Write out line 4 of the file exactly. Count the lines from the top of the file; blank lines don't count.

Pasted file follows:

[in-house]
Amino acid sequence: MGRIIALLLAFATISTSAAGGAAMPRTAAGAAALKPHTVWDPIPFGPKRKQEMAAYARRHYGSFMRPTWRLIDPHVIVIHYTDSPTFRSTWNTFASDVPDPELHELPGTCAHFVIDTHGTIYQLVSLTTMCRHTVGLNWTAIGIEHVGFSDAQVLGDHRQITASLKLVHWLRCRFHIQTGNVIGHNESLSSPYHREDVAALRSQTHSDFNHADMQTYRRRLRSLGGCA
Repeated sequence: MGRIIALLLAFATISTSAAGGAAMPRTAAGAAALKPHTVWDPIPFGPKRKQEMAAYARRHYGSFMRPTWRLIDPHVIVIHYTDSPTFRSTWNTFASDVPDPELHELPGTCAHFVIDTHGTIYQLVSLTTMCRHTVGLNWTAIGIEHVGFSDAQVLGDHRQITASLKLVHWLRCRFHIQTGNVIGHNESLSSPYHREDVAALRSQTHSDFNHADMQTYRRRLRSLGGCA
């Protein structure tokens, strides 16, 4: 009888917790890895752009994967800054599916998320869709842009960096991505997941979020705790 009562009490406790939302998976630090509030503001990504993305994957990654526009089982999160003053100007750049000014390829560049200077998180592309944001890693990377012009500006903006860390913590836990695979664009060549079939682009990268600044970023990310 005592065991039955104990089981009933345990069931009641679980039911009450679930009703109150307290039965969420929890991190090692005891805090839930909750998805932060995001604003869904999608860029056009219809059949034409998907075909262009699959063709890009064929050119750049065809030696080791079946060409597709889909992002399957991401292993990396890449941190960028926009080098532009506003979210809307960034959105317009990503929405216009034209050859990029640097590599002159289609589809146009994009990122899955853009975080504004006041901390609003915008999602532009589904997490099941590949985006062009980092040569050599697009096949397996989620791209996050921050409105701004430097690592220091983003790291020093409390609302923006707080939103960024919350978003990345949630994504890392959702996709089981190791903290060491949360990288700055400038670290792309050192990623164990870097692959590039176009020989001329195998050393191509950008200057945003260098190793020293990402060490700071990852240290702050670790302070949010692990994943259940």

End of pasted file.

């Protein structure tokens, strides 16, 4: 009888917790890895752009994967800054599916998320869709842009960096991505997941979020705790 009562009490406790939302998976630090509030503001990504993305994957990654526009089982999160003053100007750049000014390829560049200077998180592309944001890693990377012009500006903006860390913590836990695979664009060549079939682009990268600044970023990310 005592065991039955104990089981009933345990069931009641679980039911009450679930009703109150307290039965969420929890991190090692005891805090839930909750998805932060995001604003869904999608860029056009219809059949034409998907075909262009699959063709890009064929050119750049065809030696080791079946060409597709889909992002399957991401292993990396890449941190960028926009080098532009506003979210809307960034959105317009990503929405216009034209050859990029640097590599002159289609589809146009994009990122899955853009975080504004006041901390609003915008999602532009589904997490099941590949985006062009980092040569050599697009096949397996989620791209996050921050409105701004430097690592220091983003790291020093409390609302923006707080939103960024919350978003990345949630994504890392959702996709089981190791903290060491949360990288700055400038670290792309050192990623164990870097692959590039176009020989001329195998050393191509950008200057945003260098190793020293990402060490700071990852240290702050670790302070949010692990994943259940």